Robert G. Yetman, Jr. Editor At Large
One of the common mistakes made when self-defense is taught is that the instruction too often ignores the simple “basics” of defending oneself, and instead focuses on the teaching of detailed, multi-step techniques that are not practically learned or applied by average people who do not devote themselves to ongoing, intensive training. Fine motor skill and complex motor skill techniques, like joint locks (fine motor skill) and multi-step techniques (complex motor skill) are tough for people to functionally learn and apply. The problem is threefold: First, fine motor skill moves are very difficult to effectively apply in the fast-moving, unpredictable, hyper-kinetic environment that quickly characterizes a self-defense situation - the ability to sharply execute such moves in real life, even if you’ve come to do so in practice situations, diminishes as stress levels increase; second, it can be particularly tough for a smaller person to effectively execute such moves against a larger one, even if the smaller person has achieved some mastery of the techniques; lastly, they are just difficult to learn to an appropriate level of proficiency. In short, they are not very useful for the majority of people.
What will always be a better option is to learn the “down and dirty” fighting techniques that are completely divorced from fine and complex motor skill movements. Biting is a great example of one, and so is scratching, particularly for women with their finely-honed nails. I have previously talked in this space about a self-defense presentation, called 15 Brutal Fight Enders, that features a lot of basic, effective techniques which are very simple to learn; in one of the instructional segments, James Painter, featured because of his mastery of a prison-based fighting system, discusses the application of biting in self-defense situations. Although he walks through different scenarios in which a bite can be applied, he also makes the point that biting itself is not something any of us has to practice – we each bite every day, all of the time. Anyone who has been bitten accidentally knows how painful it can be, so if you were to bite someone with great ferocity and determination, not only could doing so cause blinding pain, but the resulting damage caused to an assailant could be very significant.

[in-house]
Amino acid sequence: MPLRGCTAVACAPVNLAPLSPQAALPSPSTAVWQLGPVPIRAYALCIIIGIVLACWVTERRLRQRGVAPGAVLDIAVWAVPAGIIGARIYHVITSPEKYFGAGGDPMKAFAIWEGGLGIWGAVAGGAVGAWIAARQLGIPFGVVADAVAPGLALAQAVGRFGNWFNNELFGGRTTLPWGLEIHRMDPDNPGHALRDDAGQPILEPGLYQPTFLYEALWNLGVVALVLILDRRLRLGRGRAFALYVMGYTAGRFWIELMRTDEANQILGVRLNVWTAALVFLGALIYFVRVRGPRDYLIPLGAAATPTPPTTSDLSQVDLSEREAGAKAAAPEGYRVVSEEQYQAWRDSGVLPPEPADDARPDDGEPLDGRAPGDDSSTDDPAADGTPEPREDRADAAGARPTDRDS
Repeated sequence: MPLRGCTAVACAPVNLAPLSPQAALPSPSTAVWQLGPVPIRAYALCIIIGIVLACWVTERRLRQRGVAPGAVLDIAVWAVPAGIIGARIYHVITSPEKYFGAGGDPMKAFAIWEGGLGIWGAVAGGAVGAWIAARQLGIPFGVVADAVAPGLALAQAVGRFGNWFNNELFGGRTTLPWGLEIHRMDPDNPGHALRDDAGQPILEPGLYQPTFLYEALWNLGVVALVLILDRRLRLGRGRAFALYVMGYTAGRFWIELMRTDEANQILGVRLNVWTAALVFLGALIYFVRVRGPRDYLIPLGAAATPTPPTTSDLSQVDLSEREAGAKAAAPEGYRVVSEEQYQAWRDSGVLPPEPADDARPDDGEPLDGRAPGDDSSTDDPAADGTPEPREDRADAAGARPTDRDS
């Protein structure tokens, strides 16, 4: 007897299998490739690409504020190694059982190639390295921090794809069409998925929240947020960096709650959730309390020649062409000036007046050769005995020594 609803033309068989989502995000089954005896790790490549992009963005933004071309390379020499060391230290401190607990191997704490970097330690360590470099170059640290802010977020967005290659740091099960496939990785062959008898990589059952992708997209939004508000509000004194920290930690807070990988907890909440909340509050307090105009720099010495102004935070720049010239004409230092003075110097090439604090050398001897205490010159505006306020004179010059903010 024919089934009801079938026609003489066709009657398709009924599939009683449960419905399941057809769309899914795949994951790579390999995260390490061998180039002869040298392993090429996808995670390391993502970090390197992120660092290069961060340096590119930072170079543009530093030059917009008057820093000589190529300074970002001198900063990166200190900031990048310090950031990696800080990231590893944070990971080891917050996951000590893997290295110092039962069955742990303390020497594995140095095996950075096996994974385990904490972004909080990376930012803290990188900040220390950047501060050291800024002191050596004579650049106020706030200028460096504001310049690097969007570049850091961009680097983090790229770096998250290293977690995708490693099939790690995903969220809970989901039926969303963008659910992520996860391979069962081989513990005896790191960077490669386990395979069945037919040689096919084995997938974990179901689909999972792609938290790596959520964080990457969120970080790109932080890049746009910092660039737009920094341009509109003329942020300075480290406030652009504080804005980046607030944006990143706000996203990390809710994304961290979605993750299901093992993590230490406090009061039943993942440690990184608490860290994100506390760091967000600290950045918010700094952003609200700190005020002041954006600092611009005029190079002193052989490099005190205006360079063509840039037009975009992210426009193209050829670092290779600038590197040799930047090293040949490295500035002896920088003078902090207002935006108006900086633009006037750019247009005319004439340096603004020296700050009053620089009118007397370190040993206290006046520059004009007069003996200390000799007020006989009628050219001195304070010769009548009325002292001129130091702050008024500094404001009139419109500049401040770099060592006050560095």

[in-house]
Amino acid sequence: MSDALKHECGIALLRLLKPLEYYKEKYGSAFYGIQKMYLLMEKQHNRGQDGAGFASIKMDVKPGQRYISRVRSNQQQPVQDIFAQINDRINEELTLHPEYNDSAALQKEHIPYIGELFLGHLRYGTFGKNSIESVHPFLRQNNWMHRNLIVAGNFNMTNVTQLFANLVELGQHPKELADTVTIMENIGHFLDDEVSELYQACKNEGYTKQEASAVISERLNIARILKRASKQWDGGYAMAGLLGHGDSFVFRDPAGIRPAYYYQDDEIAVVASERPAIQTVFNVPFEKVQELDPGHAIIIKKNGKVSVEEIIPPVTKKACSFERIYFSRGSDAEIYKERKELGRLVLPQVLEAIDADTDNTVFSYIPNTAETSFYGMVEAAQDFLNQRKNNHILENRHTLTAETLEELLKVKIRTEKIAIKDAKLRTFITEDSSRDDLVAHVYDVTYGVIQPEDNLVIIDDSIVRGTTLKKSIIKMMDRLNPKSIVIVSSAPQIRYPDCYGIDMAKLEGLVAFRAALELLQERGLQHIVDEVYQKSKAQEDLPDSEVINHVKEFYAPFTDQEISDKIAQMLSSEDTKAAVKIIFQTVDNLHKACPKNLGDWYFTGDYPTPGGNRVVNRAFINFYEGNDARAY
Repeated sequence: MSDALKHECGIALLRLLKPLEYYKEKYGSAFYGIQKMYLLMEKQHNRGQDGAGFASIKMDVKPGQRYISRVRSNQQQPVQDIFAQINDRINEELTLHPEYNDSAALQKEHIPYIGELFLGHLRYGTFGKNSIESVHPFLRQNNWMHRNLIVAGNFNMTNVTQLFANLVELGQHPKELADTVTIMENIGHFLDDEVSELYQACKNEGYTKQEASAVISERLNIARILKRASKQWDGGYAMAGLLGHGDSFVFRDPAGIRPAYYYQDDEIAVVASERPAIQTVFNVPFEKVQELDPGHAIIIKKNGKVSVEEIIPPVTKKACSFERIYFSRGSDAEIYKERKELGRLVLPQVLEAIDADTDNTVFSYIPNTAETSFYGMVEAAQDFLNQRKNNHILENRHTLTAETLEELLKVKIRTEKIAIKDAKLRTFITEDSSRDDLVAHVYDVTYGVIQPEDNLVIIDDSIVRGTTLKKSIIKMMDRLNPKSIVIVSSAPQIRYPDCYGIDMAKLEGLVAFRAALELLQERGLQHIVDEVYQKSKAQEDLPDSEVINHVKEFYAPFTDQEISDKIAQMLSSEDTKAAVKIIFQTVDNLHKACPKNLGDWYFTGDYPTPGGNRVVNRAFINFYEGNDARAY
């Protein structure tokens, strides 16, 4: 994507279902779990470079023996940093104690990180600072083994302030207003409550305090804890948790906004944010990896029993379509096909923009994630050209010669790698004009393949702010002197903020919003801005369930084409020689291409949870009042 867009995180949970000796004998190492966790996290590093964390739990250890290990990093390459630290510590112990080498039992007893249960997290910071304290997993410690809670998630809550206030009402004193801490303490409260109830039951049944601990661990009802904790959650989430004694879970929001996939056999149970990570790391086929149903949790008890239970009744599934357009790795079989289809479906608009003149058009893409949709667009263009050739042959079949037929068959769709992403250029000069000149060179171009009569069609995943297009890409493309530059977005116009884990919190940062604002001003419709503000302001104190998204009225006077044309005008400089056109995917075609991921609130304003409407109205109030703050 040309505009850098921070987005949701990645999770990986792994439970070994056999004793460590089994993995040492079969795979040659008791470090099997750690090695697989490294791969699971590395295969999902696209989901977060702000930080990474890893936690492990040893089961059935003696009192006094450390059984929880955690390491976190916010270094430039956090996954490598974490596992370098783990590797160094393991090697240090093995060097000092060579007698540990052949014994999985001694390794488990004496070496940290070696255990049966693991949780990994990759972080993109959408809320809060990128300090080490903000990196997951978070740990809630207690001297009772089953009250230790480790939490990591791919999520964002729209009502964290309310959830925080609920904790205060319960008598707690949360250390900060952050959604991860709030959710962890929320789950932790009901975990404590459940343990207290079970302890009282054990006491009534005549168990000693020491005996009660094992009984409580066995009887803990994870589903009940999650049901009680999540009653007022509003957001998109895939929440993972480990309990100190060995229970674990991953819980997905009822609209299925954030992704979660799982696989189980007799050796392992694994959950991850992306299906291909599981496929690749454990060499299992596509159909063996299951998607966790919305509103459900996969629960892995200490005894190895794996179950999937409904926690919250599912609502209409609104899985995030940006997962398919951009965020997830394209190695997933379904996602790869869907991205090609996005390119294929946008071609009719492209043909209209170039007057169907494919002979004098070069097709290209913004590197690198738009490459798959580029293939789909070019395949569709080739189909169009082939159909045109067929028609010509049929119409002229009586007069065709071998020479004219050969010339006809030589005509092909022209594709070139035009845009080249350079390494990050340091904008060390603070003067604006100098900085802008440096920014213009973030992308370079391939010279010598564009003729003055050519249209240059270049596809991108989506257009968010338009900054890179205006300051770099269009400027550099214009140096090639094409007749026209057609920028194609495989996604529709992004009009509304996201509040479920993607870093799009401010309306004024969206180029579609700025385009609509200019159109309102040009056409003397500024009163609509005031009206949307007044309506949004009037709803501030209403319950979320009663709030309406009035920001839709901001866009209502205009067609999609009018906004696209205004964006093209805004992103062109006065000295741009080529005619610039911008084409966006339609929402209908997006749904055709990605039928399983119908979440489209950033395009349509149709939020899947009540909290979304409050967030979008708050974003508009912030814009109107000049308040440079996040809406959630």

Biting as a self-defense technique is a good example of how one can properly equip himself when he’s willing to “re-think” the concept of self-defense. Too many consider self-defense in terms of learning how to fight. That’s not what it is – self-defense is about learning to prevail over a threat as quickly and as effectively as possible, in any way necessary, so that you may extricate yourself from the situation and immediately relocate to a safe environment.
Free DVD Training
Of course, the James Painter segment is but one of a bunch of trainings presented in the 15 Brutal Fight Enders DVD package (there’s more than 15 in all). The trainings are presented by a wide variety of self-defense experts, and the whole two-DVD package, which totals about an hour and a half, and which includes bonus materials on non-verbal communication techniques that are so essential to effective self-defense, is available for just the cost of shipping - $7.95. What’s more, there’s a money-back guarantee that comes with it, so if you decide that all of this material really isn’t worth even the cost of shipping, you can get that back, if you want. Click Here